“All there, ain’t they?” demanded Scissors.
“Yes,” replied Jack; “though so sticky I’ll have to wash them in something like benzine. Perhaps you did do it for a lark, Scissors; but I’ll make sure that a screen is in that window whenever it’s open after this.”
“Huh! I guess the feller that invented this racket could get up somethin’ just as good if he wanted,” and that was all Scissors ever said about it to the boy he had wronged.
Jack, having recovered his property, did not care to do anything further about the robbery. Later on Scissors himself told his cronies, thinking it to his credit; and they more than a few times tried to joke Jack about his disappearing coins. But he took it all in good humor, and after a while the thing was apparently forgotten, because the boys of Stanhope had many other things of importance to engage their undivided attention.
WELL DONE STANHOPE TROOP!—CONCLUSION
Days and weeks passed.
In season and out, the boys of industrious Stanhope Troop worked. Never had the good people known such a wave of enthusiasm to sweep over the town on the Bushkill. It seemed as catching as the measles, this spirit of energy, and a desire to do things worth while, which had taken possession of most of the boys.
Parents got together, and conferring, admitted that this new fad was by all odds the best thing that had ever happened. They determined to encourage it to the limit. Even those who were doubtful at the start, found themselves obliged to admit that never before had Stanhope presented such a clean appearance; and not within the recollection of the oldest inhabitant had boys been so obliging.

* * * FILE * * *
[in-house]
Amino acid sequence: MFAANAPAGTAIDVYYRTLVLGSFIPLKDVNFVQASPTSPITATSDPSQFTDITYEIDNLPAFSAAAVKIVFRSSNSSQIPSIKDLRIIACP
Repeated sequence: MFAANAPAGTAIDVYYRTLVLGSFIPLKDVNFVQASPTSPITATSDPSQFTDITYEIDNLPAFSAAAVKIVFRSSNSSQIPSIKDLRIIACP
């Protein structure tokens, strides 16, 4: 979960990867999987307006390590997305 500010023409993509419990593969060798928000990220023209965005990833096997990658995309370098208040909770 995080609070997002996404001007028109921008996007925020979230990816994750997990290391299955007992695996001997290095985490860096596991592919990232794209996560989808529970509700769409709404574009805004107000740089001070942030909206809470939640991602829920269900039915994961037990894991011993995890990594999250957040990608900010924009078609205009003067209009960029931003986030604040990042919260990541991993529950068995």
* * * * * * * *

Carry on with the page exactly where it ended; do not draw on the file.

After the Stanhope Troop had been fully received into the National organization an efficient scout master was finally secured in the person of a young man by the name of Alec Gordon. He had lately come from visiting across the water, where he had enjoyed the personal acquaintance of several leading lights in the scout movement in England. Besides that, he was naturally fond of the woods, and best of all, filled with a deep love for the boy of to-day.
Under his guidance the troop prospered, and made rapid progress along the lines started by Paul. The only trouble about the whole matter was that Mr. Gordon, being a traveling man, was liable to be called away just when his presence might be most needed.
Several times this had occurred, and feeling the need of leaving a deputy to fill his place, he put it up to the boys themselves. Of course there had not been a dissenting vote; and Paul was elected to play the part of guide, should an emergency arise; and in this way he became assistant scout master of the troop.
They need have no fear concerning his ability to fill the role. He had proven equal to the task before now; and there were not a few, particularly among those acknowledging the magical Red Fox as their totem, who secretly cherished a belief that Paul knew more about the secrets of Nature than any two mature scout masters.